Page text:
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In Arts & Entertainment

In old Milwaukee, everybody was a bowler! (PHOTO: Wisconsin Historical Society & United States Bowling Congress)

In Arts & Entertainment

Hank Marino graces the cover of "They Came to Bowl." (PHOTO: Wisconsin Historical Society & United States Bowling Congress)

Schmidt rolls strike with bowling history book

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But the real action was in the taverns and amusement center, and "They Came to Bowl" shares fascinating information -- and lots of great pictures -- of places like Holler House, Plankinton Arcade, Falcon Bowl and South Milwaukee Arcade.

Bowling hasn't managed to maintain its dominance here, however, thanks to TV, video games and all the other distractions available, but the sport hasn't exactly landed in the gutter here, either, says Schmidt.

"Bowling will always have a niche in Milwaukee, but it will never reach the heights of sanctioned competition it enjoyed through the 1970s. We live in a much faster-paced world. Fewer people are interested in long term commitments -- whether it is to a bowling league or a marriage.

"Bowling has a viable future as long as industry leaders right down through the local proprietors make a concerted effort to market the game as a lifetime activity. It's a safe social activity for youths -- whether they discover bowling through youth leagues, a high school letter sport or simply as a fun night out with friends. Bowling is still the number one participation sport in the country with 3 million sanctioned members, but that doesn't even include thousands more who have discovered the game as a healthy form of recreation in open play."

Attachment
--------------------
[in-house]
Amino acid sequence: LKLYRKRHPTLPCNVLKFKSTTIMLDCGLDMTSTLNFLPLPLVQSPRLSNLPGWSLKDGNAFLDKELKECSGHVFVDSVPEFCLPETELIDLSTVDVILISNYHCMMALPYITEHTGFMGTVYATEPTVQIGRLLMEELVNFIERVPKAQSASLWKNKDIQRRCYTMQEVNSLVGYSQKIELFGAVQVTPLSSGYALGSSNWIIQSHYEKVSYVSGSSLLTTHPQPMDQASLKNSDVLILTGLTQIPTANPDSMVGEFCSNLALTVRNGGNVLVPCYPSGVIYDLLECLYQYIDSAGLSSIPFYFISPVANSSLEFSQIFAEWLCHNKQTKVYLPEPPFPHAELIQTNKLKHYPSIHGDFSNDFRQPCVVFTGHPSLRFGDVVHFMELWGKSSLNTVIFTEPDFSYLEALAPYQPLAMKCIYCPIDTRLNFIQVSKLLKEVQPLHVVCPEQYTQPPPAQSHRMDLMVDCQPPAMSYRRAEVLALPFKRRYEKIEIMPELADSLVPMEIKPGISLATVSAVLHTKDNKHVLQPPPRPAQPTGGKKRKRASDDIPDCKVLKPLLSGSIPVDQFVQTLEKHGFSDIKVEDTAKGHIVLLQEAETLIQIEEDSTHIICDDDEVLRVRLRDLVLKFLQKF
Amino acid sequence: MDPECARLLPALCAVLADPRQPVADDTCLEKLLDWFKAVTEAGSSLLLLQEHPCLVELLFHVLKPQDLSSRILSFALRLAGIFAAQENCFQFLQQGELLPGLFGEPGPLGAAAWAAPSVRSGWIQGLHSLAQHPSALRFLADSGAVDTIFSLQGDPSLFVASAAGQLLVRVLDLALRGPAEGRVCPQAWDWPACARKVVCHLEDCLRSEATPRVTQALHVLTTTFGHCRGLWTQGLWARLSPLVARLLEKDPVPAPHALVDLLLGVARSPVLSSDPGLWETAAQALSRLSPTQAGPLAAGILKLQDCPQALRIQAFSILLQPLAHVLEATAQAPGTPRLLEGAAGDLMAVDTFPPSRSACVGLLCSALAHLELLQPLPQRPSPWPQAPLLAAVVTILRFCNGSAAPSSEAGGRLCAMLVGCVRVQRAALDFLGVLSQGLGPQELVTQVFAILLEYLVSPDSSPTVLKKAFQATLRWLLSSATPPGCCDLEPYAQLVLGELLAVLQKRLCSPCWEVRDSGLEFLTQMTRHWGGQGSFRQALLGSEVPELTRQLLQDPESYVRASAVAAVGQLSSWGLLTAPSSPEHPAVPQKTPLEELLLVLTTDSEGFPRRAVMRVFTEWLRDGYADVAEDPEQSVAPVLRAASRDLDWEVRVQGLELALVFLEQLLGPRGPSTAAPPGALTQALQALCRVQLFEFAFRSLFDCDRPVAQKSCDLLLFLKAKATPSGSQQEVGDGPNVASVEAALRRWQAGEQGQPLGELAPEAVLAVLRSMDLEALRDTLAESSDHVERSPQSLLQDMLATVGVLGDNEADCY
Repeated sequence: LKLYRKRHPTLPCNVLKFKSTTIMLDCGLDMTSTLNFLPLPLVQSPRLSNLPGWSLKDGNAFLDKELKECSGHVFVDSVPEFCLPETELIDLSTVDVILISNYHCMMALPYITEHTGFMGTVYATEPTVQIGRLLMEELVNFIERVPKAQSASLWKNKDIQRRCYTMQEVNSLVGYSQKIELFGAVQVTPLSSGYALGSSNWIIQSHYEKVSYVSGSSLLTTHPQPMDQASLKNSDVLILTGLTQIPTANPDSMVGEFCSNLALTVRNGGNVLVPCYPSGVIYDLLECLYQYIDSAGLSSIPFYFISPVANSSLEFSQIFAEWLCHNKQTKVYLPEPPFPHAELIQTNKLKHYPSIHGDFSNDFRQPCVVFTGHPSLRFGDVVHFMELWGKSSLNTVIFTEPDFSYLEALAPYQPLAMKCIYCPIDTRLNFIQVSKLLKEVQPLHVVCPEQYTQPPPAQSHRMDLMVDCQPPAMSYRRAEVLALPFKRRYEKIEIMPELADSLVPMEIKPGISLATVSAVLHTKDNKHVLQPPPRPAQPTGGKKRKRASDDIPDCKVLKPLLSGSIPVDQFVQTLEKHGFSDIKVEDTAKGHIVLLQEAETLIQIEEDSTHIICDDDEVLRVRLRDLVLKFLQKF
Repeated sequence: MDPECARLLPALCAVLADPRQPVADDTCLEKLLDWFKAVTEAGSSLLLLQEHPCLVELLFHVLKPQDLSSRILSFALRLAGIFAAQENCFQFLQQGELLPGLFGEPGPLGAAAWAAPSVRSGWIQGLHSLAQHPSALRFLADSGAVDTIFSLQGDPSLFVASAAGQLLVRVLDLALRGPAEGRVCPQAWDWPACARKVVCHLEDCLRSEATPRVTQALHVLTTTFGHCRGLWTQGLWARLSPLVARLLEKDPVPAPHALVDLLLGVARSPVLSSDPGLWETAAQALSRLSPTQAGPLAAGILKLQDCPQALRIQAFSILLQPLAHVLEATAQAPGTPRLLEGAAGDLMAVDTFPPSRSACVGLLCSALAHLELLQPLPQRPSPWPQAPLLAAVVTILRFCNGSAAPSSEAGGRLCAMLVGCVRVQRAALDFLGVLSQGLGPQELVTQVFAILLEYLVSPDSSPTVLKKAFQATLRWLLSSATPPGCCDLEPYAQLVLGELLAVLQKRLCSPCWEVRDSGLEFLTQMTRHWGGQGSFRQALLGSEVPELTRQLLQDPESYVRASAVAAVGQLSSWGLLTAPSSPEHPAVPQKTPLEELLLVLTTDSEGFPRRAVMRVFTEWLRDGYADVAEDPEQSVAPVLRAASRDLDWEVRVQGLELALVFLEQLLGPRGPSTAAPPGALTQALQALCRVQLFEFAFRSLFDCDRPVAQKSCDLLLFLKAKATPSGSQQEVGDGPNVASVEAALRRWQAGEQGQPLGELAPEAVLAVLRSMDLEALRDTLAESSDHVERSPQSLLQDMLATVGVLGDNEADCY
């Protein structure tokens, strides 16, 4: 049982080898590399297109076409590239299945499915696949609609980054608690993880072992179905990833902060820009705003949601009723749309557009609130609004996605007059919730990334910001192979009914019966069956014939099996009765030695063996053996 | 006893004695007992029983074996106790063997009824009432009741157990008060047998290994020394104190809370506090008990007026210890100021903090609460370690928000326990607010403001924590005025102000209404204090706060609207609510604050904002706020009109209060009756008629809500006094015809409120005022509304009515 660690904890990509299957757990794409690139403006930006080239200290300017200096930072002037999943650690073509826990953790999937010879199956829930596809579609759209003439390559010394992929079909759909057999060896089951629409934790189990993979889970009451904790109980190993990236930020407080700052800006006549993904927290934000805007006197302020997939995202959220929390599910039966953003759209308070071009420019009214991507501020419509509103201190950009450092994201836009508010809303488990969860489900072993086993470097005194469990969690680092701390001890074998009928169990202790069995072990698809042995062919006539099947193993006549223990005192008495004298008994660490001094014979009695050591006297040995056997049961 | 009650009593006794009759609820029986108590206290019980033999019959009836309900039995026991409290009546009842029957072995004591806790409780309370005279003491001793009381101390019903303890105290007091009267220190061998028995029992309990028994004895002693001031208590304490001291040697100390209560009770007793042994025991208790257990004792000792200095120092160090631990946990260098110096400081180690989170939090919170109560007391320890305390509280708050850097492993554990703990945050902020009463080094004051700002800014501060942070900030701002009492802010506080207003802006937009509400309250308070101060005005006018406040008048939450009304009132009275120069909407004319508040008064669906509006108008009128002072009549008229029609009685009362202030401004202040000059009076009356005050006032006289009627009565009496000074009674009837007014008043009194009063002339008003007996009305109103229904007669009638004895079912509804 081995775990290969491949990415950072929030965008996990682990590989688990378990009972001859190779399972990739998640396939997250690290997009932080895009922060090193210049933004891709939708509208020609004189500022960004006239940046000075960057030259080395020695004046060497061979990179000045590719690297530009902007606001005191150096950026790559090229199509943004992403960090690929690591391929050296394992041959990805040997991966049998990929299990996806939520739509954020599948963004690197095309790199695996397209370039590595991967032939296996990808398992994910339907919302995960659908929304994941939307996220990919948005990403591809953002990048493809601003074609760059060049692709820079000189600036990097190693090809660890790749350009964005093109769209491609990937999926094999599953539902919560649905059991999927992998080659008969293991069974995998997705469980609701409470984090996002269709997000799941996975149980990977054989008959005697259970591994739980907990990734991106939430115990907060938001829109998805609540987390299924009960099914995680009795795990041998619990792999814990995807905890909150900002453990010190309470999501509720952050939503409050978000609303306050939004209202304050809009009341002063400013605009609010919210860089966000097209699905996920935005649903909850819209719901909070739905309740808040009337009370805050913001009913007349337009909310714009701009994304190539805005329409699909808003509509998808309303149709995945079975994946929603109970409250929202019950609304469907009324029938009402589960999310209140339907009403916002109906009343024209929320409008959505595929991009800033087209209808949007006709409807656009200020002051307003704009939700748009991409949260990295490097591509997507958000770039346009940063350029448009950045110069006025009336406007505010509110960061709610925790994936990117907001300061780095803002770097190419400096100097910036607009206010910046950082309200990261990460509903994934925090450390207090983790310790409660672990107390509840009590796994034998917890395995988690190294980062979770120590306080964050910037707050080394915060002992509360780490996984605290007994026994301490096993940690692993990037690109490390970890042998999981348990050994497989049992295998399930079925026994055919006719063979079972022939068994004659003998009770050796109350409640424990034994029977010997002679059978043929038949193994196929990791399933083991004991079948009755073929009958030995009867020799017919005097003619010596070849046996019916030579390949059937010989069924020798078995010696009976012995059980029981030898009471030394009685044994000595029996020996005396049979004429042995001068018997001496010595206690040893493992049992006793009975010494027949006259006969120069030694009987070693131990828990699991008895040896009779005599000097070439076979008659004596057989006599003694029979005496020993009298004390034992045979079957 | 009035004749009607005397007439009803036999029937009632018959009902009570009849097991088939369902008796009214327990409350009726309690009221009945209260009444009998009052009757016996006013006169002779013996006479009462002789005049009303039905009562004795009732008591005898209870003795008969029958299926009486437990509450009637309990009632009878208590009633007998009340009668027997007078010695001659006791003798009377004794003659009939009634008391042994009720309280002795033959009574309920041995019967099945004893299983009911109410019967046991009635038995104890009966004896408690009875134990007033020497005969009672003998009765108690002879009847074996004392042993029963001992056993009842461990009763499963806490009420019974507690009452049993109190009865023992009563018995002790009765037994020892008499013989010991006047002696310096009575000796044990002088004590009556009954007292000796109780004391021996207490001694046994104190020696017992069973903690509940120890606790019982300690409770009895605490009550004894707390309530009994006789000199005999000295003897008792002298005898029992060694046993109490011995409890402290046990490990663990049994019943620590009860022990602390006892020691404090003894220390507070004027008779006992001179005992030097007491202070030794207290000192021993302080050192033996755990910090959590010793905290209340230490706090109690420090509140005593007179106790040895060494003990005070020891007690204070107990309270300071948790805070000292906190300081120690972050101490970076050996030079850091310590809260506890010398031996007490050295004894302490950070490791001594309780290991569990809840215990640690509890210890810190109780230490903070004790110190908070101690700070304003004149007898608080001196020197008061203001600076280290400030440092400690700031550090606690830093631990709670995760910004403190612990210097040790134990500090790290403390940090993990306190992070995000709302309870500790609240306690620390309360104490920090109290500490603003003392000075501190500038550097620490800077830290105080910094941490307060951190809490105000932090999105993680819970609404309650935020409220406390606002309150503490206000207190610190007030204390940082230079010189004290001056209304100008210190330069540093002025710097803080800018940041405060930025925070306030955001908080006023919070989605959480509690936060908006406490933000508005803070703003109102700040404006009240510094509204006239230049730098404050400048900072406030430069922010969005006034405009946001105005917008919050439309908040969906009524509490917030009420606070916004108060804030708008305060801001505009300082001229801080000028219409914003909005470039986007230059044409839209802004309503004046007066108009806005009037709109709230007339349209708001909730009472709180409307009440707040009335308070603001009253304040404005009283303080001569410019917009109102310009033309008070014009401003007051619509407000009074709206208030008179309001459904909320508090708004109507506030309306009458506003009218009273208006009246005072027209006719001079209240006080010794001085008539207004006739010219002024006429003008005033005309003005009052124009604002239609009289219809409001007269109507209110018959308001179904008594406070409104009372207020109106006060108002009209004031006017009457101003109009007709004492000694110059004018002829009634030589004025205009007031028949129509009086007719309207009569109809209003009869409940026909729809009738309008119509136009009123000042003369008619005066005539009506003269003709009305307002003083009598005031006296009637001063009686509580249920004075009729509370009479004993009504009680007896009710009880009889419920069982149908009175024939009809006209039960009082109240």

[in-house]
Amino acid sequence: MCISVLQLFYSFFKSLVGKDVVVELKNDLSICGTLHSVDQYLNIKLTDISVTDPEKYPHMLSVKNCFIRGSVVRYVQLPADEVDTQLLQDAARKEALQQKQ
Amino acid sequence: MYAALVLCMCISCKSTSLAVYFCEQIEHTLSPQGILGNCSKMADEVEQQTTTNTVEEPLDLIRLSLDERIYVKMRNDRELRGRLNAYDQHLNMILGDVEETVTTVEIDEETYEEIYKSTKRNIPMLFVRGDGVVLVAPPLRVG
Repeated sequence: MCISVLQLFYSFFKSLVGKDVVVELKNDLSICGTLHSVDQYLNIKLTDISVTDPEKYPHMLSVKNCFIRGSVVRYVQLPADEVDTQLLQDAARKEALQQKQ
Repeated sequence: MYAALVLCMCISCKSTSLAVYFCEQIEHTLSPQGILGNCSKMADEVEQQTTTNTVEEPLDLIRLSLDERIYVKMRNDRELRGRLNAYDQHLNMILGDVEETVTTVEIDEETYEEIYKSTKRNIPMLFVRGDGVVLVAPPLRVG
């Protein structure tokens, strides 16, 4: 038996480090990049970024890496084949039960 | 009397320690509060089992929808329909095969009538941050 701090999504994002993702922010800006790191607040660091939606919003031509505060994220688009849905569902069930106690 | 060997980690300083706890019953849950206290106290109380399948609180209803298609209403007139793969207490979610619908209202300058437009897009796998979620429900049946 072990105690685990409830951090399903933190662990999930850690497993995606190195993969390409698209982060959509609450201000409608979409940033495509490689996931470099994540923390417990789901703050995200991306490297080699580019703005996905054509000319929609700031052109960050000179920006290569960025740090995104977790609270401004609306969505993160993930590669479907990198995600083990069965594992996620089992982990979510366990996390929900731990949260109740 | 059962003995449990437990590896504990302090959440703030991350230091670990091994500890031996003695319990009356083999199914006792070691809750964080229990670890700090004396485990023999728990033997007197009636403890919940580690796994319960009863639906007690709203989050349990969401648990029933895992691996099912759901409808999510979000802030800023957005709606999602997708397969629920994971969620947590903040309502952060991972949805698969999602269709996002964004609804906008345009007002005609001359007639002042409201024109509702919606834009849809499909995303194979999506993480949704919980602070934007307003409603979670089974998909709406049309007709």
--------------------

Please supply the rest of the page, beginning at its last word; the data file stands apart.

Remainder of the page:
Despite Milwaukee's love affair with kegeling, "They Came to Bowl" is the first comprehensive look at the history of the sport in the city. The most recent "good history" of bowling, according to Schmidt, was Herman Weiskopf's "The Perfect Game" article in Sports Illustrated in 1978.

After 15 years publishing Wisconsin's Ten Pin Journal newspaper, Schmidt decided it was time to correct that situation.

"About six or seven years ago, I started thinking that Milwaukee has such a rich, colorful bowling history that it's a story that should be told," he recalls. "In 1978, Robert Wells published a book called, 'This Is Milwaukee.' It was such an enlightening and entertaining history of this city that I read it twice and I thought, 'this is the kind of story I would like to write about bowling.' I wanted to write something that displayed the human side of Milwaukee's numerous great bowlers and industry leaders and how they reflected Milwaukee culture. Mr. Wells was my inspiration."

The result is a detailed examination of the sport, of the places and the people in Milwaukee that made the game so beloved here. Schmidt also explains how the main governing bodies of the sport came to be headquartered here.

With a bevy of photos and a comprehensive list of all Milwaukee's bowling houses over the years, it's a fun read and informative at the same time.

Schmidt says he'd consider doing a follow-up, too, in the future.

"I would definitely like to write another book. If I were to write another bowling history, I'm sure cities like Chicago, St. Louis, New York and Detroit would have equally entertaining material to unveil. However, it took me five years to research and write 'They Came to Bowl' on a part-time basis and I'd like to write something that requires less fact-checking. I'm thinking about doing a collection of my dating experiences. It would be called, 'Musicians Always Get the Girls, So Why Did I Become a Writer?'"

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